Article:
If you were to draw up a shortlist of likely directors for the next Star Trek movie, auteurish cinephile, renowned grump and all-round cuss-enthusiast Quentin Tarantino would probably not be on it. And yet we may be plotting a course towards exactly that. QT has pitched a Trek idea to producer JJ Abrams, who is so impressed that he’s going to assemble a writers’ room to hammer it out. Tarantino could feasibly direct.
Yes, it sounds like spinning-bowtie, box-of-frogs madness: a cray-cray cross-pollination of eye-watering obscenity and Prime Directive piousness. But imagine Tarantino boldly going where no one has gone before. It could crash and burn like the USS Vengeance. Or – and try to seriously picture it for a second – it could be utterly fantastic.
It’s definitely the right time for the franchise to offer up a WTF like this. The last movie, Star Trek Beyond, felt like a film that didn’t quite quite know what to do with itself. It was the third in the rehatched series but not a trilogy-closing culmination. It felt like a placeholder, an extended big-budget TV episode that left its characters much in the same way it had found them. There were no real stakes, no sense of finality.
Nor was Beyond a pungent clunker that left the franchise in dire need of rescue. But with a new Star Wars movie seemingly every six weeks, Abrams contracted for Episode IX and a Trek TV series currently sating Trekkies’ appetites, clamour for big-screen Enterprise outings has waned. Put simply, Trek needs a sharp kick up the backside. And it’s hard to think of a more steel-toecapped wallop in the fundament than one administered by Tarantino.
It’s not as weird a fit as it sounds, either. Tarantino has shown he’s got the action chops a tentpole like this requires. Both of Kill Bill’s volumes are stuffed with some of the finest and most creative duff-em-up sequences of the last two decades, while Django Unchained and Inglourious Basterds were no slouches when called on for action. He’s never done squillion-dollar CGI spectacle, but neither had Taika Waititi until he made Thor: Ragnarok. It seems to be something you can learn. Tarantino might have to tone down the claret-drenched ultraviolence a tad to ensure that all-important 12A rating, but he could probably manage that if he tried really, really hard.
It’s not action competence that makes Tarantino such an intriguing Trek proposition, though. Previous Treks each had a fine actor as the primary antagonists – Eric Bana, Idris Elba, Bendleworth Crumbleflatch – but none will go down as an all-time great baddies. Something was missing: for all they menaced, there was little actual menace.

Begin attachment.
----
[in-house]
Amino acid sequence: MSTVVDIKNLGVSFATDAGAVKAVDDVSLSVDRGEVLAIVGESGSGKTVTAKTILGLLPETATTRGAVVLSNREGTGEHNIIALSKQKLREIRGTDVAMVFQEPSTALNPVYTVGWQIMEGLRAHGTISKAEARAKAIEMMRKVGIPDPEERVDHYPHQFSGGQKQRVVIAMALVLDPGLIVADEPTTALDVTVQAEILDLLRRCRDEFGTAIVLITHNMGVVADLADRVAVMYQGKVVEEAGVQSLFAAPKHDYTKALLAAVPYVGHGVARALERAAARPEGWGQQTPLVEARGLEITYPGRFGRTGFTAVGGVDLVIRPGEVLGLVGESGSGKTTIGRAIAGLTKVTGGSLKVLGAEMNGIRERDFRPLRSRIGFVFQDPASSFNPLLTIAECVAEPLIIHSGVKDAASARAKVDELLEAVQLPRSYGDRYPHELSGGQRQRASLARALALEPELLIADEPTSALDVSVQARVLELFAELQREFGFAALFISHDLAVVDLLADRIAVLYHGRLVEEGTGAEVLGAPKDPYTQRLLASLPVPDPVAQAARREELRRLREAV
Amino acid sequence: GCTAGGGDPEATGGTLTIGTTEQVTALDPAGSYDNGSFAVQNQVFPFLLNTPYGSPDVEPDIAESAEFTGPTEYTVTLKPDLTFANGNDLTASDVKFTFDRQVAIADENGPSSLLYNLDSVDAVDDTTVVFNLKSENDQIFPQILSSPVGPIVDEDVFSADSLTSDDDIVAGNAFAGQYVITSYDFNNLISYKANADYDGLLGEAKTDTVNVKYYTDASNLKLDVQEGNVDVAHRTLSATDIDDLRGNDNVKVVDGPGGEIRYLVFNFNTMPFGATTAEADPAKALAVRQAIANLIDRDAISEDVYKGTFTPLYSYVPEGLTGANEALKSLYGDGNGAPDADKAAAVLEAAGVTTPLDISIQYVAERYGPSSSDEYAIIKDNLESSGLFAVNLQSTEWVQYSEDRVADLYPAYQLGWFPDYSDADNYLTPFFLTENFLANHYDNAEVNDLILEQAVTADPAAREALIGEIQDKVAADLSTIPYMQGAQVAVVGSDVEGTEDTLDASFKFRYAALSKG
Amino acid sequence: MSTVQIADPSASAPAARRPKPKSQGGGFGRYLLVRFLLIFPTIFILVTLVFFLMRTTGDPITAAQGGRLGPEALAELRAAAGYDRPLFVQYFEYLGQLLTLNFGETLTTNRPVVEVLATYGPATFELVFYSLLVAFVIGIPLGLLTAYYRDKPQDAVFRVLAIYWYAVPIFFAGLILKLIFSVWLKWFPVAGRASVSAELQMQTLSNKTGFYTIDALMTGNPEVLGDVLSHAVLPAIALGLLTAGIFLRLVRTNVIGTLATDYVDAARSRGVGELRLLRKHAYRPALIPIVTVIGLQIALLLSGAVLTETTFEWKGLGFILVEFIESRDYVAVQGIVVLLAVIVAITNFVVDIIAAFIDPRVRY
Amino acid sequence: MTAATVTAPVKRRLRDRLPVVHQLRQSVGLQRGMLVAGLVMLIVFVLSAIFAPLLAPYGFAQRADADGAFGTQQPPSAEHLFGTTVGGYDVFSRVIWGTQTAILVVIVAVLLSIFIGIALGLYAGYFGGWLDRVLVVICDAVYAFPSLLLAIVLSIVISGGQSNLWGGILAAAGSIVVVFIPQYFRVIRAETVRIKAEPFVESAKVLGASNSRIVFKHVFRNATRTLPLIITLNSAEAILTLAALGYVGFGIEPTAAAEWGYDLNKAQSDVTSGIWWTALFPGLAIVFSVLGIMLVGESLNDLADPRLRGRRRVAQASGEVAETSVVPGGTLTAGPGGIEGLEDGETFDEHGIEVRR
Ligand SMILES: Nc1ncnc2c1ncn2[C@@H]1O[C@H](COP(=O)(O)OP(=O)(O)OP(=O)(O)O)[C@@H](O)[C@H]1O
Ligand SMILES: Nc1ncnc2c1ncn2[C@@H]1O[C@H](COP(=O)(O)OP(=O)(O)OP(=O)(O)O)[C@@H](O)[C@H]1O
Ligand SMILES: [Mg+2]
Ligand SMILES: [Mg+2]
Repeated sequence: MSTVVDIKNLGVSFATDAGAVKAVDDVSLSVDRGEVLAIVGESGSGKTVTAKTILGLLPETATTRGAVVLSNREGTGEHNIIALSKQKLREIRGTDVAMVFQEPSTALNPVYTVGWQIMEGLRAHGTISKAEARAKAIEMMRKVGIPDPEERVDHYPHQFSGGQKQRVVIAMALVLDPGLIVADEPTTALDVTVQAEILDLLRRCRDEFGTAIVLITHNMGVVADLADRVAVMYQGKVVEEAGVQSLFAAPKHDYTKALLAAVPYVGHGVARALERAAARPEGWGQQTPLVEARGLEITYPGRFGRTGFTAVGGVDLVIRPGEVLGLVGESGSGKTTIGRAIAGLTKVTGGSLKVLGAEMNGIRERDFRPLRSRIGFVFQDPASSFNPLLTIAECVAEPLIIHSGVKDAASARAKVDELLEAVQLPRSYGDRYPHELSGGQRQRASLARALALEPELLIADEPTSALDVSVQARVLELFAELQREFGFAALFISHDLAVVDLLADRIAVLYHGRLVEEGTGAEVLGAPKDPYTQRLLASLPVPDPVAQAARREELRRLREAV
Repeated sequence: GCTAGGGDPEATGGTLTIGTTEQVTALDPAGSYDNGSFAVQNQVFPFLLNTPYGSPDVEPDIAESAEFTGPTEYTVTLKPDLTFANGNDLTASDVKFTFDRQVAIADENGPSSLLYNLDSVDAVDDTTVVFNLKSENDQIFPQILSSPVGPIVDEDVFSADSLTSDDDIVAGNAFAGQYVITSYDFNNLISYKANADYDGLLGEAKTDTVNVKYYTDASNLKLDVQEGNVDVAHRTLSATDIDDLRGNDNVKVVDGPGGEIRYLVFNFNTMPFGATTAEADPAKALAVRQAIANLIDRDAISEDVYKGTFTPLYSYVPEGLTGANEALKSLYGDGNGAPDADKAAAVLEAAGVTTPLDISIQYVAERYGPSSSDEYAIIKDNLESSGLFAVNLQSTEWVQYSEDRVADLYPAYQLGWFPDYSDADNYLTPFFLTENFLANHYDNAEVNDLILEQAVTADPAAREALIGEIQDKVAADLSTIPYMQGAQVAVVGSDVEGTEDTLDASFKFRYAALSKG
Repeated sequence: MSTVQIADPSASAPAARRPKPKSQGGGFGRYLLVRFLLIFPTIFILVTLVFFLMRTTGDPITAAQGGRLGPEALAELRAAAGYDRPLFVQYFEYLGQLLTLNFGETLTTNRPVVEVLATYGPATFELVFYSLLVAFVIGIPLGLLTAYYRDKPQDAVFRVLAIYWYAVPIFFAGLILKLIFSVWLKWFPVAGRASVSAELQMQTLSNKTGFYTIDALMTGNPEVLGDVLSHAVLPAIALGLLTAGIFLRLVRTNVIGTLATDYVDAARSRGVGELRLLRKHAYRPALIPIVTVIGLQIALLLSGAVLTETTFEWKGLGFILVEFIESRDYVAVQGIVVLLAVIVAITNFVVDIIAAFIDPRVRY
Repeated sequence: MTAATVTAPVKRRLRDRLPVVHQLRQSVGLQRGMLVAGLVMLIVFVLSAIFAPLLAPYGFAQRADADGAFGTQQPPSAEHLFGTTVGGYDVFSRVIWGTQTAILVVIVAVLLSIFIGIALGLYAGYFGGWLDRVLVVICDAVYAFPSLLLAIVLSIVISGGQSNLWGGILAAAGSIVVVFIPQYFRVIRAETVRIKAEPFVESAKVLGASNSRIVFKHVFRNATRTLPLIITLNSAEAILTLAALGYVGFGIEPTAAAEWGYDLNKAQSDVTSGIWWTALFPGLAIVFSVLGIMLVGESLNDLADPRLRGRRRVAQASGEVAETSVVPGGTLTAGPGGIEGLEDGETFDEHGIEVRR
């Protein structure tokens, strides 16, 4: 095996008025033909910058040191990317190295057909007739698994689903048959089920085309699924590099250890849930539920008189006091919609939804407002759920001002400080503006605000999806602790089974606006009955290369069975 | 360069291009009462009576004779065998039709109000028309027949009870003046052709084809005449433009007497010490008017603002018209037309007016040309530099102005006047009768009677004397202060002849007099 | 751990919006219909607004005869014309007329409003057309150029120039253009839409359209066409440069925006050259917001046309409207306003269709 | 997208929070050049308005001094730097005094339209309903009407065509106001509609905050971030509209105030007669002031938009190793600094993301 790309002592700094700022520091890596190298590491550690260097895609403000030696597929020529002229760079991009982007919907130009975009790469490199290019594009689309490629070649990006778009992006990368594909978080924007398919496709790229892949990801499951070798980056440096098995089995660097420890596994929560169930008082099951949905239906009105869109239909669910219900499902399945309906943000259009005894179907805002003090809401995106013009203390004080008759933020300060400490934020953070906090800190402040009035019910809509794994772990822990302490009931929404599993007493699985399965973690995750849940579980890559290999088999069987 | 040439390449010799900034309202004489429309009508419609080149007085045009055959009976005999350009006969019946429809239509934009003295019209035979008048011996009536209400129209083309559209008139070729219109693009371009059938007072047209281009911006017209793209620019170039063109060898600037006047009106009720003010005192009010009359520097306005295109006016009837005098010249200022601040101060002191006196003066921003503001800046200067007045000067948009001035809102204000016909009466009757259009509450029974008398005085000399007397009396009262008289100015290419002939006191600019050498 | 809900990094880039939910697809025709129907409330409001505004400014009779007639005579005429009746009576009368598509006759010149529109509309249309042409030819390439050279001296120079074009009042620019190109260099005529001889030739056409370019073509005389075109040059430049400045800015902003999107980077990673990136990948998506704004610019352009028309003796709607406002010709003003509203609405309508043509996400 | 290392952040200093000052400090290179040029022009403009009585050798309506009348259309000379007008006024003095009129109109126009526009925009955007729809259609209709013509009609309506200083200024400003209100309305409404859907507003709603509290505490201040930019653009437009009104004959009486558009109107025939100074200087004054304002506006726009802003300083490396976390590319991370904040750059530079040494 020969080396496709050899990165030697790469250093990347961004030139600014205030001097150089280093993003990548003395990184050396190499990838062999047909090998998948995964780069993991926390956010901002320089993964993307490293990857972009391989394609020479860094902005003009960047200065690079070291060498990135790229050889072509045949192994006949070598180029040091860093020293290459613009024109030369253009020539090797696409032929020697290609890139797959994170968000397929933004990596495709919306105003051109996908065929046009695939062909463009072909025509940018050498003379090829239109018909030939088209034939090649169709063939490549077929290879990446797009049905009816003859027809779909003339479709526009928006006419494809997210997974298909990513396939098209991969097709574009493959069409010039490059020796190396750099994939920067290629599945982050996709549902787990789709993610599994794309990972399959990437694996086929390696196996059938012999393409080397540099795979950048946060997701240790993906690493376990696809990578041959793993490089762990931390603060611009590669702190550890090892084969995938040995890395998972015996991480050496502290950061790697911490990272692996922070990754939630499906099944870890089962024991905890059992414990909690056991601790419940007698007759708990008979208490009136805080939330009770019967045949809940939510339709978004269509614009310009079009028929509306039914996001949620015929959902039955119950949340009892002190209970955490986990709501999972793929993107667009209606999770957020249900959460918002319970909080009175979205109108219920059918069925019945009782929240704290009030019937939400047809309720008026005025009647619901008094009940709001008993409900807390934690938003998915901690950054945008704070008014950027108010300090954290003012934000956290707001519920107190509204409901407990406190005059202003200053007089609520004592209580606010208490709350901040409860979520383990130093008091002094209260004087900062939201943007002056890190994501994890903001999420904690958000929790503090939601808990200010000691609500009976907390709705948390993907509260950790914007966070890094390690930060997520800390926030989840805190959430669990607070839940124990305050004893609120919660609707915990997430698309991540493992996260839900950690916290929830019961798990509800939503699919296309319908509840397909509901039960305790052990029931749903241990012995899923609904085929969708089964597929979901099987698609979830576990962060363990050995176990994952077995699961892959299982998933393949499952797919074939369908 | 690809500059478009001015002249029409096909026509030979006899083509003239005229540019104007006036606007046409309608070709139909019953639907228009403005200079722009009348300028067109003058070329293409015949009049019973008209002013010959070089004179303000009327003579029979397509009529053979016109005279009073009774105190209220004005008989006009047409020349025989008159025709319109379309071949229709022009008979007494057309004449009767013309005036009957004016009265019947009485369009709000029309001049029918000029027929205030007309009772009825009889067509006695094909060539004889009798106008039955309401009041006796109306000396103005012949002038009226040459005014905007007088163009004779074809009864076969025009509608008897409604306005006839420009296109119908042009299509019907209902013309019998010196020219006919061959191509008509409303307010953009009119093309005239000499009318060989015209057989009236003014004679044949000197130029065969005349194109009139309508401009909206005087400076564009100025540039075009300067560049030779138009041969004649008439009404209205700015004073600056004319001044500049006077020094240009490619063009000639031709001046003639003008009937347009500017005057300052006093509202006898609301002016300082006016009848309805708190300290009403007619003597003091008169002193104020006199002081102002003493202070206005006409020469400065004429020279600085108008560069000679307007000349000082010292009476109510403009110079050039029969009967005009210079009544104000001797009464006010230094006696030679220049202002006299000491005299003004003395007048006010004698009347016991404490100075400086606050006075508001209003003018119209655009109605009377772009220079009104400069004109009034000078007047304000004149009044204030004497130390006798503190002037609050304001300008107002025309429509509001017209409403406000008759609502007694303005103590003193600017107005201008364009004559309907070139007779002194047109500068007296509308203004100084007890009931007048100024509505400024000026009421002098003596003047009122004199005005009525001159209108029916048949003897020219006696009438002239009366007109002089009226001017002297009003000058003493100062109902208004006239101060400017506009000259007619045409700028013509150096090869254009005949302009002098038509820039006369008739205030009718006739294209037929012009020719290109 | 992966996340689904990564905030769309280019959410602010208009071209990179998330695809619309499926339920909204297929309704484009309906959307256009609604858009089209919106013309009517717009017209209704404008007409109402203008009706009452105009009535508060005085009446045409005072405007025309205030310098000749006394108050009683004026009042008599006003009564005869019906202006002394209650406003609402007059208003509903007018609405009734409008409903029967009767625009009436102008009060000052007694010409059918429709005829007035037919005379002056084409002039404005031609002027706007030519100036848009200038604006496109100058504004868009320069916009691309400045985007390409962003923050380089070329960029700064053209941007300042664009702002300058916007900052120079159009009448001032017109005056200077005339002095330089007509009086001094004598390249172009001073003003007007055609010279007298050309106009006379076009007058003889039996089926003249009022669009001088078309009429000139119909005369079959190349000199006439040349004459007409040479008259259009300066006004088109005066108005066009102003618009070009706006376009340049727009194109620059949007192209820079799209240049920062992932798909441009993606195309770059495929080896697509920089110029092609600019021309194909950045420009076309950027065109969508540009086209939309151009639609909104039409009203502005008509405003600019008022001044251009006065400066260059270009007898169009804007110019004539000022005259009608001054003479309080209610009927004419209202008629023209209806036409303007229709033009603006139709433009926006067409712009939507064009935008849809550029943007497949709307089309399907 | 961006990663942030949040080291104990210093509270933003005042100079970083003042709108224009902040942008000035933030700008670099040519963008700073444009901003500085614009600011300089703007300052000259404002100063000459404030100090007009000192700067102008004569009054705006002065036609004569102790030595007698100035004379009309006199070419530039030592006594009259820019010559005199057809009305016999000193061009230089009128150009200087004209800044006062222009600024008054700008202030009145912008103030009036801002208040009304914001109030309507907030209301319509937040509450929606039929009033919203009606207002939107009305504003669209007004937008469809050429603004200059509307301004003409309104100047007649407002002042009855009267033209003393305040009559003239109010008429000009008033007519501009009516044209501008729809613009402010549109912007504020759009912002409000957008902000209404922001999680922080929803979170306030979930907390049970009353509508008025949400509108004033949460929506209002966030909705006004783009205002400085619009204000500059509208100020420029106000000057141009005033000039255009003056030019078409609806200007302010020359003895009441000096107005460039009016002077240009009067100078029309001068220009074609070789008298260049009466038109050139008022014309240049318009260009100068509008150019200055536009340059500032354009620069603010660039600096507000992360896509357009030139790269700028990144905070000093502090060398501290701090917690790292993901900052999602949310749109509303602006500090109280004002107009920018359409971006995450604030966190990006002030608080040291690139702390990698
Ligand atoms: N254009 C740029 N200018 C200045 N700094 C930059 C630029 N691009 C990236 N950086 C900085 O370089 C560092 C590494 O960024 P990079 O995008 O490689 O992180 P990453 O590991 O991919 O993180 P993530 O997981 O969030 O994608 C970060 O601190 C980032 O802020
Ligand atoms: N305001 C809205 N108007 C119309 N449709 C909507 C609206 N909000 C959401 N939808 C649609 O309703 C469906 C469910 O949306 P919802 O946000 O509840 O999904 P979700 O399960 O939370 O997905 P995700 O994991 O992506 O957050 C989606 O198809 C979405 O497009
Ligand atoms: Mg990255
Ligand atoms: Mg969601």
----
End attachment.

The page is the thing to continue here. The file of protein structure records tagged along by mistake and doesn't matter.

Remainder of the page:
Tarantino is the man who made the lovely Christoph Waltz a beast of clammy nightmares; who turned Michael Madsen into a Pavlovian trigger for the flopsweats; who, in Django Unchained, imbued Leo DiCaprio with so much malice people now cheer when he freezes to death in Titanic. A 12A certificate is no barrier to this: look at Heath Ledger’s Joker. Star Trek needs a good, three-dimensional baddie. Tarantino can deliver in spades.
More importantly, though, Trek is an examination of friendship, shining most vibrantly when Kirk, Spock and Bones are bickering and riffing off each other. This is where Tarantino makes the most sense. Even if he doesn’t write all the dialogue himself, you know any chat-heavy sequences will be snappy, bouncy and assuredly naturalistic. New Trek has strived for this before, and has achieved it on occasion. Tarantino would knock it out of the park.
He can do action. He can do shocks. He can do dialogue. He can do suspense. He could provide a shot of adrenaline to the heart of this directionless franchise. It’ll probably never happen. This is likely all Hollywood hearsay and fanboy what-ifery. The odds of a studio giving Tarantino final edit of an action epic, or the chances of him agreeing to do the movie without it, are slim indeed. But … maybe. Just maybe.
If the sharp-chinned one sticks to his word to retire after 10 movies, this, after the Manson murders movie he’s currently got in development, would make his Trek the final film of his career. What a typically unexpected, Tarantino-esque way to go out.